[6] Herbert Arthur Otto, A Guide to Developing Your Potential (North Hollywood, CA: Wilshire Book Co., 1977), 172.

Take Your Vacation. It Will Rebuild Your Brain.

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More than one in three of us are forfeiting our vacation time.  Instead of taking time to renew, most of us are working harder than ever, an average 49 hours a week. We are putting in 100-200 more hours per year than our parents.  We sleep less than our parents did; one to two hours less.  Those are averages; you might be working more and sleeping less than that.

Two million years of lost vacation time

We talk about vacations, plan them, dream about them and then fail to take one. As much as a half billion vacation days will go unused this year.  Surveys reveal that we don’t take vacations because we fear an adversary will get ahead of us, or that work will pile up while we’re gone.  If we do take a vacation, we take work with us.  A survey found that 92% of those away on vacation frequently check in with the office.  That’s really not a vacation.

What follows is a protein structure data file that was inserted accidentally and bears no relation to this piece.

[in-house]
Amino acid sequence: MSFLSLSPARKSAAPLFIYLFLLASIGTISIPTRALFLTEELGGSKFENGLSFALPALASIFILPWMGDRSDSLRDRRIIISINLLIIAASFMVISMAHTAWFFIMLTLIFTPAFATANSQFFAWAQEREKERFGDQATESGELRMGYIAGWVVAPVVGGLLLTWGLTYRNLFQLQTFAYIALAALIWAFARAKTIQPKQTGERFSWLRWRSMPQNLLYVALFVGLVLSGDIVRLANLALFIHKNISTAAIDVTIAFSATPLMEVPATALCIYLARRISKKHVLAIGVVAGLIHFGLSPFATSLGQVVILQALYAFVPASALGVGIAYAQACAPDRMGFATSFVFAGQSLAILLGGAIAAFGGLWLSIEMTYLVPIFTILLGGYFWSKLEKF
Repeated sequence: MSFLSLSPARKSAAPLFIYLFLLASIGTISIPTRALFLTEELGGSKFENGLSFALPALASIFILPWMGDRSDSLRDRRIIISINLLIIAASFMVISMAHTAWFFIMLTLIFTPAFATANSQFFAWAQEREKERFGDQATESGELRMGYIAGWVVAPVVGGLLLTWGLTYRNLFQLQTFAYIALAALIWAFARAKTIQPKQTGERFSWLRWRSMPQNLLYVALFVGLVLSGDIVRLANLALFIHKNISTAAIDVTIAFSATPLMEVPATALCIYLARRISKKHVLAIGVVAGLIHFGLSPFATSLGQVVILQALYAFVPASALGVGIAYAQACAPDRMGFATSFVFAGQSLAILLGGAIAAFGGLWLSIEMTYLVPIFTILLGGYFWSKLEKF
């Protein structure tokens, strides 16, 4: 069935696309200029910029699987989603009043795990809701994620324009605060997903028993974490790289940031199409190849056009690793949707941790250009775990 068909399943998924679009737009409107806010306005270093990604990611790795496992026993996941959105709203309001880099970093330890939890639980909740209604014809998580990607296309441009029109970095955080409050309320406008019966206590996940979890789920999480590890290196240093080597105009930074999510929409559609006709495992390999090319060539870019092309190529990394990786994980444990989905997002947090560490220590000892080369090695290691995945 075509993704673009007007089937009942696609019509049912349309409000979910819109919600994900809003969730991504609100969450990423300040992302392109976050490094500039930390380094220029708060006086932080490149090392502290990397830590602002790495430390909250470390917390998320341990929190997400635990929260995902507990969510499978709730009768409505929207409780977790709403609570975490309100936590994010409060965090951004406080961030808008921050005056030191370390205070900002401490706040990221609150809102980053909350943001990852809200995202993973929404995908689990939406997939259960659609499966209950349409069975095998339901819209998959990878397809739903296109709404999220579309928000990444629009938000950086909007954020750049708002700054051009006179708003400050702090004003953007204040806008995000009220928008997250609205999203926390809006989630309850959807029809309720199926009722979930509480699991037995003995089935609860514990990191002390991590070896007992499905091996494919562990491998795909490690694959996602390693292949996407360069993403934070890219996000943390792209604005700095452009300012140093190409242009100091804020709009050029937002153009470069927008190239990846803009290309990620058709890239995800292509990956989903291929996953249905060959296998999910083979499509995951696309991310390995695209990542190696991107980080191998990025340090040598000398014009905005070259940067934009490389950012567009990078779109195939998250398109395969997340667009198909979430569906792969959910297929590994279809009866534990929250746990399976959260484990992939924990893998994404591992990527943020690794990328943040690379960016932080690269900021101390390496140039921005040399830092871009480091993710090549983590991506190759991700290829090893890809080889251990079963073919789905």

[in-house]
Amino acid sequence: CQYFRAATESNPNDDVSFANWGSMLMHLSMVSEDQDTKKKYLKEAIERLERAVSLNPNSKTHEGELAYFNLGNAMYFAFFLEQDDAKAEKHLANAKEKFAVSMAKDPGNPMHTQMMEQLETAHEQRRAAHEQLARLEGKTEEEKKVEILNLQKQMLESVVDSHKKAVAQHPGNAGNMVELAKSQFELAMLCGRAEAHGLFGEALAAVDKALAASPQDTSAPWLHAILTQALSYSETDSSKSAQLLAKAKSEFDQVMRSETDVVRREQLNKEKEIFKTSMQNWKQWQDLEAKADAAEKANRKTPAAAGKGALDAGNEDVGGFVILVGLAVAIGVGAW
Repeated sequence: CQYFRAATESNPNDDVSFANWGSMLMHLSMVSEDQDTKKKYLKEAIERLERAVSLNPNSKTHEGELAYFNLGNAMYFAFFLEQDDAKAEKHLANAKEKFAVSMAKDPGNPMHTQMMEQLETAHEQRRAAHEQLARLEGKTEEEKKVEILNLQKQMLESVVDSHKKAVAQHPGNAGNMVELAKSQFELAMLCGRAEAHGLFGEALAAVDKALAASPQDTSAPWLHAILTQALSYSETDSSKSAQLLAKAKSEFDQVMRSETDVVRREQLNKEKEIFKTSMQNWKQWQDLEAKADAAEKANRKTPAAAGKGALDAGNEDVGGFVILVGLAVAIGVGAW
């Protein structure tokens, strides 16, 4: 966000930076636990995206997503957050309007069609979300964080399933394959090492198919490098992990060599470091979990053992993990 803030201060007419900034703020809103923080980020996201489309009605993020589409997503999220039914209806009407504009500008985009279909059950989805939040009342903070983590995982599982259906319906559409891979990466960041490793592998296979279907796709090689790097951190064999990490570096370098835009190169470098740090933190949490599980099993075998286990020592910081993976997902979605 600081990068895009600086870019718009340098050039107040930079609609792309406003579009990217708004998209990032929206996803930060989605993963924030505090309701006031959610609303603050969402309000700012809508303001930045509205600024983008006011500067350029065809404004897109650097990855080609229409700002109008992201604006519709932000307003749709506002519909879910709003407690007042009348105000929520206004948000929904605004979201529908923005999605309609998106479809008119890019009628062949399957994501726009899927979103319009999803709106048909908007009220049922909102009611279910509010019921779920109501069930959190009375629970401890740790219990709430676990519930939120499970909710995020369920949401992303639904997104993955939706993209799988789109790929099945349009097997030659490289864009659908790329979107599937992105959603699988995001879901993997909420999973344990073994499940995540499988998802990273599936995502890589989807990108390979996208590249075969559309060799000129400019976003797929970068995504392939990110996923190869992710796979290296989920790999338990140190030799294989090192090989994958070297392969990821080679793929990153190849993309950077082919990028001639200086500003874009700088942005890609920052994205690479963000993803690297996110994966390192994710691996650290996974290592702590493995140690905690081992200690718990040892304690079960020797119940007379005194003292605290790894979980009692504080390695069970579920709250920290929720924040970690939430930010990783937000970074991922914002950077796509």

The Reward for Taking Vacation Time

A proper vacation can repair and expand higher order brain function that a stressful year has debilitated and even damaged. The reward for the time you invest in a vacation is a brain humming with the creative intelligence, emotional balance, and physical energy that sustains you at the top of your game. When you return from vacation, neurologically you will be ahead of the person you worried would get ahead of you.

Here’s How to Take Your Vacation

Think of your vacation as an intensive care unit for your brain, where no one from the outside is allowed to enter your personal space who might stress you. That means that before you leave for your trip, put your email account on auto-responder.

When you arrive at your destination, put your Blackberry in a drawer. If you have to use it, be disciplined about letting non-urgent business calls go to voice mail.

Here’s a simple approach to making your vacation rejuvenate your brain.

(1)  Start your day in quiet in a place where you won’t be disturbed and follow the process below:

  • Close your eyes or take a downward gaze.
  • Tilt your head toward your heart. Follow your breathing. Imagine each breath softening your heart and opening it wider.